I read a fascinating article this morning by James Loeffler in Mosaic Magazine, titled, “The Death of Jewish Culture.” It’s about the history and evolution (or, perhaps, de-volution) of Jewish culture in America. Loeffler wonders if an increasingly secularized Jewish culture with weakened ties to its faith heritage and common language can endure and prosper. It’s a thoughtful and provocative read if you have any interest at all in the interplay between popular culture and ethnic culture.
As I read, it struck me that many of Loeffler’s observations are equally valid for Christian culture in America. In fact, most of the issues he raises seem to transcend any particular American sub-culture, but they echo worries that emerge in my own conversations with Christian fiction writers struggling to balance their faith with their craft. If you read the article substituting “Christian” for “Jewish,” you get something like this:
(Christian) culture means something other than simply the sum total of works of art or other artifacts, of whatever quality, made by individuals who happen to be (Christians). Nor is (Christian) culture merely the sum total of such works made by (Christians) on explicitly (Christian) themes. It refers instead to a self-consciously modern, public culture, rooted in the unique civilization that gave it birth and formed its voice, and expressive of a thick, expansive, and holistic identity.
and this, (referring in the original to the transformation of Jewish art and music in the early 1900s):
No longer accepting or heeding (religious) strictures concerning the profane and putatively (“worldly”) nature of artistic production, they chose the higher secular pleasures to be had in the here-and-now over the abstract promises of the world to come…actively stepping out into the world as creators and consumers of their own public culture…To be sure, this public culture was not without its problems, foremost among them the complete repudiation by some secular this-worldniks of even the slightest taint of religiously-infused motifs.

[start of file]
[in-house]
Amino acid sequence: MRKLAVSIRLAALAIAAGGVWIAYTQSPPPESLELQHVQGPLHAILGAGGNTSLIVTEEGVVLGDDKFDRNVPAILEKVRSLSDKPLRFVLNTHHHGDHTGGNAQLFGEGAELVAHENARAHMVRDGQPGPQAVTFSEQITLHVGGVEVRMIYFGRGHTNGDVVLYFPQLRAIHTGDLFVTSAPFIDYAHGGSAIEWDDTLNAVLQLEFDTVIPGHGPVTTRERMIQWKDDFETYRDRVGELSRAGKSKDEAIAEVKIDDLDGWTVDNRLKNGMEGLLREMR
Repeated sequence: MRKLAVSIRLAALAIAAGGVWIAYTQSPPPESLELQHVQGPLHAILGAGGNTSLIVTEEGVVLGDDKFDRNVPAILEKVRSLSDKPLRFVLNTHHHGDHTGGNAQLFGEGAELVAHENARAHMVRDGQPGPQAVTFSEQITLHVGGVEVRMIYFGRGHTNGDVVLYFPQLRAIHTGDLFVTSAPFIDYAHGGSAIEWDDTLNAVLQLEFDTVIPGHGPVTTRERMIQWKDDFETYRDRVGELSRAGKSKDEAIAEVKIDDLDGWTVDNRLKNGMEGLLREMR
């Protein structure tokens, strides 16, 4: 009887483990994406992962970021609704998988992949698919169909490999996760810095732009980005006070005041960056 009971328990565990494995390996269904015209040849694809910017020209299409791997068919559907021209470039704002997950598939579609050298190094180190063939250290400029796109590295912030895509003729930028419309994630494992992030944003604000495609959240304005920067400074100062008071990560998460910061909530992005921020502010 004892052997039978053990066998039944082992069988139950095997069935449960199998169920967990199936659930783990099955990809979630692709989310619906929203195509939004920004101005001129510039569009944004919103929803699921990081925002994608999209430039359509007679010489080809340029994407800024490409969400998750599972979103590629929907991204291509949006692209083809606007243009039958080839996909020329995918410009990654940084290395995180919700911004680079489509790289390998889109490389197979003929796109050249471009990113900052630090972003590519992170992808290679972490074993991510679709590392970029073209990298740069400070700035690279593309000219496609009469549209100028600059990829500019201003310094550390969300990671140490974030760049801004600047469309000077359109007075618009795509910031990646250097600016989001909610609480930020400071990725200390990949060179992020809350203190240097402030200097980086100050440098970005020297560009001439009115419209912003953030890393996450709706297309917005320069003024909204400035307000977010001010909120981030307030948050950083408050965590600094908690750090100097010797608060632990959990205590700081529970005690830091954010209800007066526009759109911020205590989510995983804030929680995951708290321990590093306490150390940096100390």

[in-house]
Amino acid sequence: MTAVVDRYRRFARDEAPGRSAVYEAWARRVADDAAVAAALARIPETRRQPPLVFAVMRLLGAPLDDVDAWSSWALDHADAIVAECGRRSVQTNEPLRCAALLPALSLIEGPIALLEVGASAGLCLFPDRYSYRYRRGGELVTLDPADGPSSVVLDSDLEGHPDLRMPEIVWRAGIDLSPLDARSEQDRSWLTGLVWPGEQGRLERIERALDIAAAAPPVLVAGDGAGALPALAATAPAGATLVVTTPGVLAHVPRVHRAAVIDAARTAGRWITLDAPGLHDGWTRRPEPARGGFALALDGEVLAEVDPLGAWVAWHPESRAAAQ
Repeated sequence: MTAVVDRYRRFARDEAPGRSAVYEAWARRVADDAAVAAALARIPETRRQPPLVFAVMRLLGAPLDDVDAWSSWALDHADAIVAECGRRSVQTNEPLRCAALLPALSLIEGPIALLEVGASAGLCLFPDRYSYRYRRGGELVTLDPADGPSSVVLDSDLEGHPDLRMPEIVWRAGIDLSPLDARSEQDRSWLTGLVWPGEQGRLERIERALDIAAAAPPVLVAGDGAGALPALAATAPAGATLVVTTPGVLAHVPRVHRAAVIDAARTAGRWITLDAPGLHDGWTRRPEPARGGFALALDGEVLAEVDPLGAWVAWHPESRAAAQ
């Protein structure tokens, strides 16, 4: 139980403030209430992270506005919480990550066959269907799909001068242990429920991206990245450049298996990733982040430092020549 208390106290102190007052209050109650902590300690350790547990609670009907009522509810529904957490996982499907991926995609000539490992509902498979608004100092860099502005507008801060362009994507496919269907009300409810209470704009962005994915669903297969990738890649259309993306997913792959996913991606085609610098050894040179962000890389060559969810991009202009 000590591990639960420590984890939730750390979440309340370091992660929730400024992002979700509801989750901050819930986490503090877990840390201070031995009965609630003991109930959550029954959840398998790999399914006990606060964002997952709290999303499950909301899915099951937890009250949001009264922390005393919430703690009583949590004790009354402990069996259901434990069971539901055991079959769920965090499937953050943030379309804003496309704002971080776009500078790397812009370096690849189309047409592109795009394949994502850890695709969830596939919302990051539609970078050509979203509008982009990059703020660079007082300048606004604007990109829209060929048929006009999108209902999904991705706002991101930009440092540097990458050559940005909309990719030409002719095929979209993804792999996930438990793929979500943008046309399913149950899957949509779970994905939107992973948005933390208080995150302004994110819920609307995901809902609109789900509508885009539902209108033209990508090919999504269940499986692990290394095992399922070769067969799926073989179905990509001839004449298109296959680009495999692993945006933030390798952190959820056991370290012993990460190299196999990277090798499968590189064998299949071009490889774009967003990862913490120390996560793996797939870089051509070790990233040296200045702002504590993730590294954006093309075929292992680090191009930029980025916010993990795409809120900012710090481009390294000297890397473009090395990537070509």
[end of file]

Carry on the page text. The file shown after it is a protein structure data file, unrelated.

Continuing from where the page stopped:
In the rush to leap out of the ghetto, to make (Christianity) modern, relevant, attractive, and modish, (Christian) artists had lost both their dignity and their voice.
and this, describing developments in the 1990s:
In brief, (Christian) culture once again came to be regarded as a pathway to (Christian) identity: an ultimate outreach tool to (Christians) who might recoil either from the ritual and spiritual commitment required by (Christian) religion or the particularism implied in the notion of (Christian) peoplehood. Replace forbidding (liturgical) prayers with concerts of (Christian) music, the reasoning went, and you will provide a meaningful way for post-religious (Christians) to assert their own place in the multicultural arena. Swap traditional (Bible) study for (Christian)-themed book talks, and you afford a palatably “universal” means for (Christians) to engage with their own literary heritage.
and near the end, where Loeffler points out the precarious state of a culture cut loose from the moorings that define it, simultaneously failing to engage the surrounding culture and to nourish the internal culture that provides life, and light, and strength:
If a point of pride for contemporary American (Christian) cultural organizations is their commitment to the broadest possible definition of (Christian) culture, this very eschewal of boundaries constitutes their greatest challenge. A broader, more inclusive, more “universal” (Christianity), without even the most tenuous link to the traditional markers of (Christian) identity, is a contradiction in terms and, culturally speaking, a prescription for sterility.
There’s certainly not a point-to-point correspondence between Loeffler’s analysis of the Jewish cultural experience in America and the progress of Christian art, music, and letters, but the parallels are intriguing, and I expect I’ll be thinking about this article for some time to come.